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Helmet law leads to drop in bike-related injuries

Written by Fiona

June 23 2011

I wrote some months ago about wearing bike helmets. I have seen little evidence to persuade me NOT to wear a helmet. I have also heard so much anecdotal evidence about how a helmet saved a person’s life or reduced their potential for injury when involved in an accident. I know I have blog followers who completely disagree, and we all have the right (still, in this country) to choose whether to wear a helmet or not when out for a bike ride.

Anyhow, I thought some people might be interested in this latest study  in New South Wales that claims to be the most comprehensive analysis yet, and reveals a decline of almost a third in bicycle-related head injuries immediately after a new mandatory helmet-wearing law was introduced.

Hospital data reveals  that injuries fell by up to 29% after the laws were introduced in 1991, according to the study by researchers at the University of New South Wales (UNSW) and the Sax Institute, published in the journal Accident Analysis and Prevention.

Study author Dr Jake Olivier said: “We set out to perform the most comprehensive analysis possible on the subject while addressing any data limitations and possible confounding factors.What we found provides compelling evidence that the legislation has served its purpose in reducing bike-related head injuries.”

UNSW’s Chair of Road Safety and study co-author Professor Raphael Grzebieta said the study backs up overwhelming evidence from biomechanical experiments and in-depth accident case analyses that helmets prevent head injury. “It shows what we’ve suspected for a long time — that you would be unwise to ‘hit the road’ without a helmet,” he said.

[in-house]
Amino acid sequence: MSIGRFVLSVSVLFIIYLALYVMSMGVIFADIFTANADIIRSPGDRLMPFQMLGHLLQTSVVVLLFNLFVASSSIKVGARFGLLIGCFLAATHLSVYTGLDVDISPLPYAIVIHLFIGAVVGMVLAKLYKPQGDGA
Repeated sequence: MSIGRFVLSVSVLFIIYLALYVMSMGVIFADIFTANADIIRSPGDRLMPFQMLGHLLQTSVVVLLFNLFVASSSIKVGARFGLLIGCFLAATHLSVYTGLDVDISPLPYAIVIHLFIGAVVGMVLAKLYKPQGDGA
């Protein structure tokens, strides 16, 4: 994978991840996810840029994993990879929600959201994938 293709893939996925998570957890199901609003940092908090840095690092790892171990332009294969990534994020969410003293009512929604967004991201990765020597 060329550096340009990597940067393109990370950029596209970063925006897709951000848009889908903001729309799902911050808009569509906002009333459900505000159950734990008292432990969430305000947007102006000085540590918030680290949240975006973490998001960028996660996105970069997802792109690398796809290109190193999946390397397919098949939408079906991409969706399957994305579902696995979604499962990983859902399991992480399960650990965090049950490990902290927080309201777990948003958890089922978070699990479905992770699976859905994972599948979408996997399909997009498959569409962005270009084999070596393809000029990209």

Australia was the first country to introduce mandatory helmet legislation in 1991, but 20 years later public debate about the legislation’s effectiveness in preventing head injuries continues.

Last year, a Sydney University study found the laws had failed and should be repealed because compulsory helmet wearing could be a disincentive to cycling. The academic paper was later retracted due to serious data and arithmetic errors.

In the new UNSW study, researchers from the Injury Risk Management Research Centre and the Sax Institute examined trends in NSW hospital admissions for cyclists and pedestrians, comparing the rate of head injury relative to arm injury, and separately for head injury relative to leg injury, in the months before and after the legislation was introduced.

They found the decrease in head injury rates was significantly greater for cyclists compared to pedestrians, and cyclist head injuries decreased more than limb injuries, pointing to the positive effect of mandatory helmet wearing at the population level.

However, while the findings support the maintenance of mandatory helmet laws, the paper’s authors caution against seeing helmets as a panacea for bike safety.

“Cyclist safety is a complex issue driven by a range of factors. Cycling in Australia has changed with a considerable increase in recreational road cycling and mountain biking in recent years. Additional research into the diverse and changing risk profiles among these cycling subgroups could facilitate further safety improvements,” Dr Olivier said.

It’s up to you whether you pop on a helmet or not.

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